Typhonian Highlife

One could easily say US experimentalist Spencer Clark is the ultimate shapeshifter. Notorious with ‘partner in drone’ James Ferraro as The Skaters or on his own under hilarious monikers like Monopoly Child Searcher, Vodka Soap and Black Joker amongst many others. Under his latest alias Typhonian Highlife he recycles the trashcans of forgotten eighties electronics and adds a heavy dose of new age mysticism and vhs-induced fever dreams. His record ‘World of Shells’ - out now on the Belgian Kraak-label - is a masterclass of dystopian exotica. Yes, that’s a genre now.
10 November 2016 | AG 8.1

There is no one way to introduce Spencer Clark. More like, there are multiple introductions to be made, all into the different auras that he’s created over the years.  With the Skaters, he assumed half of a gurgling persona, swallowed by the crackling echoes and screeches of two encephalic hemispheres colliding and bouncing off of each other in a holy feedback dance. Alone: initiatory rites and ceremonial intonations rattle off with Vodka Soap; warped melodies construct a funnel of escapist symbolism and spiritual freedom through Monopoly Star Child Searchers; and, most recently, the dream world of Typhonian Highlife brings forth the arcane, the uncanny, and the archetypal through the lost sounds of distant memory. 

But Spencer Clark is really a total dude – yes, in the Lebowskian sense. You see him ambling towards you, wearing that Inspector Gadget trench coat and his signature snarl, and will most likely be greeted by a wave of goodwill, perhaps with “Hey G, how’s it vibin’?” or something along those lines. Something evocative of the surfer movies and 80s TV you saw but never lived. Which is why it seemed fitting to ask about this strain that someone who’s never been to California and never fully experienced that sorta kowabunga state of mind could attribute as being embedded in his DNA. Might explain the slang, the cartoon faces, the video game appreciation. Might not. But visions of Pinhead and the recent summoning of Darth Maul as a swaying female apparition show that there are projections at work. Indeed, the World of Shells Video Club has a place in the world today…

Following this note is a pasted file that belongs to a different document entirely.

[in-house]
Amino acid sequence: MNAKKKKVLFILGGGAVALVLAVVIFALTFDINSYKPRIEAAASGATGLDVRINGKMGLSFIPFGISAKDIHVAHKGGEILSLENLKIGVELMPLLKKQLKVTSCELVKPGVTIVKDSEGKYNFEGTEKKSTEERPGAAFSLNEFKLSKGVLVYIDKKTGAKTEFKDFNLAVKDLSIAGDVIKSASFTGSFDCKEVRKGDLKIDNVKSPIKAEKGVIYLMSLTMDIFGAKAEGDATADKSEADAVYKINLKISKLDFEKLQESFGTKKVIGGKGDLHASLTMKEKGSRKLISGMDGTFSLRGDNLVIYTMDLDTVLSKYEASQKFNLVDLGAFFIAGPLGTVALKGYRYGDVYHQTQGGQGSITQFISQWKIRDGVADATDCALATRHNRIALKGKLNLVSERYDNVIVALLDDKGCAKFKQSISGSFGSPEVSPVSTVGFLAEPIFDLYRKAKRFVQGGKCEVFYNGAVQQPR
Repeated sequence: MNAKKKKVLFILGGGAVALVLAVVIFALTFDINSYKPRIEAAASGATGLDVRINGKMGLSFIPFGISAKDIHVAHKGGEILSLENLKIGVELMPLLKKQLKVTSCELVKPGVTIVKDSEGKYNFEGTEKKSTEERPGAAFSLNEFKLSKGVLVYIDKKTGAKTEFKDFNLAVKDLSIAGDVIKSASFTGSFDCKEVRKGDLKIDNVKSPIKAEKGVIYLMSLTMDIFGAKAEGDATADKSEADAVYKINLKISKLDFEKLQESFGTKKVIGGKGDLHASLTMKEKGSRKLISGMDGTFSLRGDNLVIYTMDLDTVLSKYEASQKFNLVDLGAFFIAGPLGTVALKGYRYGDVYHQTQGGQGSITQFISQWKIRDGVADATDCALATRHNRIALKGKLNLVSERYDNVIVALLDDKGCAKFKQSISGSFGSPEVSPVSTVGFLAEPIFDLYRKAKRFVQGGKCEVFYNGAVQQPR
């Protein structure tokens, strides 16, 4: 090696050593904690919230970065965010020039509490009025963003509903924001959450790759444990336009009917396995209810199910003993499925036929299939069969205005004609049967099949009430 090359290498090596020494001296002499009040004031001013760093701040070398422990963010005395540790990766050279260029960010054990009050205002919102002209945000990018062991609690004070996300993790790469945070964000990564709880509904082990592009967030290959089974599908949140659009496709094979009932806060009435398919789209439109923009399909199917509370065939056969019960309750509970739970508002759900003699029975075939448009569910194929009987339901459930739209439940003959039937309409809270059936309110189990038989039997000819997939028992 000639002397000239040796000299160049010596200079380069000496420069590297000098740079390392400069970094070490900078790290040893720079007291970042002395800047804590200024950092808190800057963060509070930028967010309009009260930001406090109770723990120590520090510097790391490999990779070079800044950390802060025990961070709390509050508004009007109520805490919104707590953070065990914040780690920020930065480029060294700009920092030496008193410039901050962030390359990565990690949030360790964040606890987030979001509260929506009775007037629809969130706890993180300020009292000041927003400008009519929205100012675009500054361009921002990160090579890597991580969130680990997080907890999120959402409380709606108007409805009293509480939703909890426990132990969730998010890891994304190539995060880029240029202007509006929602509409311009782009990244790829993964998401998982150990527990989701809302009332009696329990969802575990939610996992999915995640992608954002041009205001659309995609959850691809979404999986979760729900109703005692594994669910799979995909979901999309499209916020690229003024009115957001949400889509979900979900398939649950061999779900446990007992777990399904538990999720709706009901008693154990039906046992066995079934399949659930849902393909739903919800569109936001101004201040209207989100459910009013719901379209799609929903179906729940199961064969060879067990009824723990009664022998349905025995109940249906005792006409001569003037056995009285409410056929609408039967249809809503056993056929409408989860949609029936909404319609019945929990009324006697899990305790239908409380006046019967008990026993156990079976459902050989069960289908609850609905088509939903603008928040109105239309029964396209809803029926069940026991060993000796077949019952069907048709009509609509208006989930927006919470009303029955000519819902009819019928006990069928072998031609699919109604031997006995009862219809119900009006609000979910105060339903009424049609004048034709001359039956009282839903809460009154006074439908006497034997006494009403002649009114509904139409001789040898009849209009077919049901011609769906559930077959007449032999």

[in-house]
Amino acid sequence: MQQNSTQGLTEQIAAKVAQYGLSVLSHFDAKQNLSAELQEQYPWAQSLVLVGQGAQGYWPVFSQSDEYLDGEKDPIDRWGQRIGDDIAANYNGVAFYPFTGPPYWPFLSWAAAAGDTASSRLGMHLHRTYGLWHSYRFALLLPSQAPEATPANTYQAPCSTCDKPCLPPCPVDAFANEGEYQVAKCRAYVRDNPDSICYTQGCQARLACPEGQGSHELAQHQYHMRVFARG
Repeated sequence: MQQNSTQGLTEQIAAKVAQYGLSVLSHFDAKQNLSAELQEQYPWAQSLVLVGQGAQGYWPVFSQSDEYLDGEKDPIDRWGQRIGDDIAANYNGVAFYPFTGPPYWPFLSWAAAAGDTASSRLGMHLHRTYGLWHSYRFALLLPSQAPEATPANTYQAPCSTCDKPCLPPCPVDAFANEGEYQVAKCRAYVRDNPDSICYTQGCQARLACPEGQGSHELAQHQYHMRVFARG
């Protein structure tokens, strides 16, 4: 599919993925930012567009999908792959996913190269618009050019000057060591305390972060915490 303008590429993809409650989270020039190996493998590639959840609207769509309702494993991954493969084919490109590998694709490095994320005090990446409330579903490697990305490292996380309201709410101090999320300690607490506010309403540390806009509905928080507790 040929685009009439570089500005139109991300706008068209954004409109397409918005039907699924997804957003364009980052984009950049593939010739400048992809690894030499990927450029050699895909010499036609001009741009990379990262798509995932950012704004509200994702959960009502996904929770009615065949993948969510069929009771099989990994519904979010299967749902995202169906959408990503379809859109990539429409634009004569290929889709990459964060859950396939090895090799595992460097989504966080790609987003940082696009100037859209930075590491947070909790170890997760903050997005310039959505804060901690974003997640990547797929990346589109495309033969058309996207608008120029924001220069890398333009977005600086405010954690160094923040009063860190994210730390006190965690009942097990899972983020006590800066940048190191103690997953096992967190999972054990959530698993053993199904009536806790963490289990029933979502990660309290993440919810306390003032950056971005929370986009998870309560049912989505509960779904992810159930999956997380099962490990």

Spencer Clark

In the 80s and early 90s video stores were so packed out of renters that small visionary directors began to have bigger budgets to Imagine greater heights… I am not interested in the slashing and the murder so much, as an Imagineer’s gift of willing visions to happen!  Just like Disneyland, the Typhonian Highlife record presentation was meant to physically present the imagination of the landscape of the record!  One time only. Here are three movies that helped me make this record!

Alien Nation Dark Horizon


After the original Alien Nation movie, they made a TV SERIES. Then it got canned, so the director decide to then make 5 MADE FOR TV MOVIES. What dedication.  The aliens are called newcomers! The newcomers embrace this sort of junk-new age style.  They are into really elaborate new age world music dress, and play pretty sick new ambient fusion music.  The director went full on for the set design and the aesthetic, filling in all possibilities.

The Reptilian Agenda with Credo Mutwa


Credo Mutwa is one of the true influences for “THE WORLD OF SHELLS”. He was an Artist in Afrika who created sculptures and paintings based on secret myths of pre-history alien being, called THE CHITAHOORI… In this video he is interviewed by David Icke, who is a drone.  But Icke doesn’t talk much.  All you get is six hours of very fantastic story telling.  I am not concerned about whether his theories and stories are true, because the theories obviously do have a creative effect, and his work and language and style are what makes one, an “Imagineer”...



“Arcade” hasn’t much real effect on “The World of Shells”, it has an effect on life as I know it! There is no better example of raw budget special effects.  Straight up and down Virtual Reality Electronic Cenobytes on a LawnMower Man-type Grid. The director just believes in his world, and for me that is the most important quality to art, a true belief in your fantastically flexing head.